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Some Brief Chicken Chat

Care of Bonnie Shulman    A rooster at Riverdale Farm care of Bonnie Shulman The world treats chickens as commodities, their wings to be nibbled with beer, but watch these flightless birds living freely on a farm sanctuary, and you might never want to eat one again. Chickens enjoy living together in small flocks, sunning, dustbathing, and scratching in the soil for food. A mother hen will fiercely protect her young brood, while the rooster proudly keeps watch over the flock. He alerts the hens if he senses danger, and when he finds a tasty morsel for his family to share, he calls them excitedly. Most surprising, perhaps, to the person who has never seen a live chicken, is their intense beauty, their feisty personality and their clear love of life. They are charming and endearing. Once you’ve watched chickens living joyfully and in peace, you will never be able to watch those Swiss Chalet commercials on TV again. You know — where a happy family eagerly anticipates dinner while behind them, bodies of broiler chickens turn on a flaming spit. According to the United Poultry Concerns, www.upc-online.org, a non-profit group promoting the humane treatment of domestic fowl, “every… Read More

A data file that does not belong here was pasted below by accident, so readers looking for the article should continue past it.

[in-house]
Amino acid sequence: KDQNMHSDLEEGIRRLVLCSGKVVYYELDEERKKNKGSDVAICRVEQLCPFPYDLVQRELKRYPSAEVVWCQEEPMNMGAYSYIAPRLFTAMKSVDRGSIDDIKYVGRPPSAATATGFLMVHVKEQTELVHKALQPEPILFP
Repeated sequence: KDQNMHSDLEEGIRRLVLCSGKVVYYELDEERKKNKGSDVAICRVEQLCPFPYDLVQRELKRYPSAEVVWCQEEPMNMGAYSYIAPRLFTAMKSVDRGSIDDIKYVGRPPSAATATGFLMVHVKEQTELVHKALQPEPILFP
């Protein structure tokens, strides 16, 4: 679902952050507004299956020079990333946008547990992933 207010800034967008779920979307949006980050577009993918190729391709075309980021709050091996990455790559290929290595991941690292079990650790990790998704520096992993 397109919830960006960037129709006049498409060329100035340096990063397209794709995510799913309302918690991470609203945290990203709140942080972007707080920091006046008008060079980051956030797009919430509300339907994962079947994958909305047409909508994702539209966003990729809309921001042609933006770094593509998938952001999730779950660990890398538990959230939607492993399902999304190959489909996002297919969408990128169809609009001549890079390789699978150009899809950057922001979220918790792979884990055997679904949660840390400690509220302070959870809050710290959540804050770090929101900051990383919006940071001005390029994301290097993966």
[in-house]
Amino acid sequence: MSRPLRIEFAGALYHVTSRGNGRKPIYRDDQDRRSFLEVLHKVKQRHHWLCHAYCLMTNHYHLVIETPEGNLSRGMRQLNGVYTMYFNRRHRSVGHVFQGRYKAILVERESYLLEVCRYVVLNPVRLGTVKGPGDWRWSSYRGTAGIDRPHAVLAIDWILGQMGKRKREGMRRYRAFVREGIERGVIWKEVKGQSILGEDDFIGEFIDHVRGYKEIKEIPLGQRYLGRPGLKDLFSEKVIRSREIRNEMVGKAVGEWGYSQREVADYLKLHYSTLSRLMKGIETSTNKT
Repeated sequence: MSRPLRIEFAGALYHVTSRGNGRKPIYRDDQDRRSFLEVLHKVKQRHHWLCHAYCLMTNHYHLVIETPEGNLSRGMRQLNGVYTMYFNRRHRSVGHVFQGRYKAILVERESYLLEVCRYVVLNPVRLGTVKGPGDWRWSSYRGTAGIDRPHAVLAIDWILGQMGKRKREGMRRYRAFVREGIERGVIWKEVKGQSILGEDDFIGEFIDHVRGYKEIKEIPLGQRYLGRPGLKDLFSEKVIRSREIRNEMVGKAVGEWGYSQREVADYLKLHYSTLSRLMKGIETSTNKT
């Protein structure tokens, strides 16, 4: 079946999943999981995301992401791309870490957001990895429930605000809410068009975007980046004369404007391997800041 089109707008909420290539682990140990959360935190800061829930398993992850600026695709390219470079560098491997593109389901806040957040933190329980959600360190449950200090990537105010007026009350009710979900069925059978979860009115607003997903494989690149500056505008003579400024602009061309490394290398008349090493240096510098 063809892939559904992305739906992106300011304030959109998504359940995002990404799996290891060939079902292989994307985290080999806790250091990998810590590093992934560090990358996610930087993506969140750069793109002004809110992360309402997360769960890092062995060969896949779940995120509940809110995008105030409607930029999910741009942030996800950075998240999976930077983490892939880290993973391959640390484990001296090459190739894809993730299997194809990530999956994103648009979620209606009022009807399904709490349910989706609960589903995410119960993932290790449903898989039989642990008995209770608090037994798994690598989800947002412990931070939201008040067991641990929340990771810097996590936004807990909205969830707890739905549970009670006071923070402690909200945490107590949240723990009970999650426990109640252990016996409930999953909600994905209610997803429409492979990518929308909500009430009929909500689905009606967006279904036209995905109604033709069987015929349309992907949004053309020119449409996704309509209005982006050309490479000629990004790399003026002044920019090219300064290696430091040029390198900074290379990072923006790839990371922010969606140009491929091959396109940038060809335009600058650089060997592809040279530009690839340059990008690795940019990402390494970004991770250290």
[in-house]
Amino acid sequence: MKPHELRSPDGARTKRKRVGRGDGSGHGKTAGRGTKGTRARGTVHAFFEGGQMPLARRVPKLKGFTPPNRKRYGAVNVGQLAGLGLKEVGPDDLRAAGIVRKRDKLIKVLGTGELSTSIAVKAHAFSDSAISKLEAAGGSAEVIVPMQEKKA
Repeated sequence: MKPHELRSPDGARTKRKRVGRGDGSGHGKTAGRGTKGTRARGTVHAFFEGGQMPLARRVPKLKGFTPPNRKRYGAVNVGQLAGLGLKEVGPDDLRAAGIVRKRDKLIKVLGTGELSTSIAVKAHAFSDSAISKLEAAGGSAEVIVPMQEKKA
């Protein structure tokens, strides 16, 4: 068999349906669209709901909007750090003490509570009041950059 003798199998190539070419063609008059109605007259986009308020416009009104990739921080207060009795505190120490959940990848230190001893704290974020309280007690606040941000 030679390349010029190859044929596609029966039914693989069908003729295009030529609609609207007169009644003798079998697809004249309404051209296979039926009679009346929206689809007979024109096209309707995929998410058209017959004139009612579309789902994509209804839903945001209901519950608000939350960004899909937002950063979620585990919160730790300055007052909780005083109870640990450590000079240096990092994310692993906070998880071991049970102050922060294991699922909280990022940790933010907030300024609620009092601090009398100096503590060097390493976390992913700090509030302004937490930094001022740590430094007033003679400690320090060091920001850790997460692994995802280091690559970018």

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Animal Profile: Glorious Goats

Care of Bonnie Shulman    Photo care of Bonnie Shulman Like other farm animals, goats are terribly understood. Get to know them and you’ll find they are intensely intelligent. Watch how a goat studies your face when he first meets you. You’ll know you’re getting the once-over from a seasoned investigator! A goat is looking for anything new and unfamiliar: a button will do, or a camera (hold on to yours tightly). If a goat eats your jacket, don’t take it personally. It’s just part of the check-up! Goats are willing to eat almost anything. There have been stories of goats nibbling on tin cans and cardboard boxes. It’s not that they are terribly hungry, for the goats don’t actually eat the inedible stuff. It’s just that they are really curious about whatever is in their environment. Goats will chew on and taste just about anything resembling plant matter in order to decide whether it is good to eat. Goats are one of the oldest domesticated species, and as such they go by a lot of different names. Female goats are referred to as does or nannies, while males are called bucks or billies. Goat offspring are kids. Goats… Read More


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Animal Profile: Ducks – A Lot to Quack About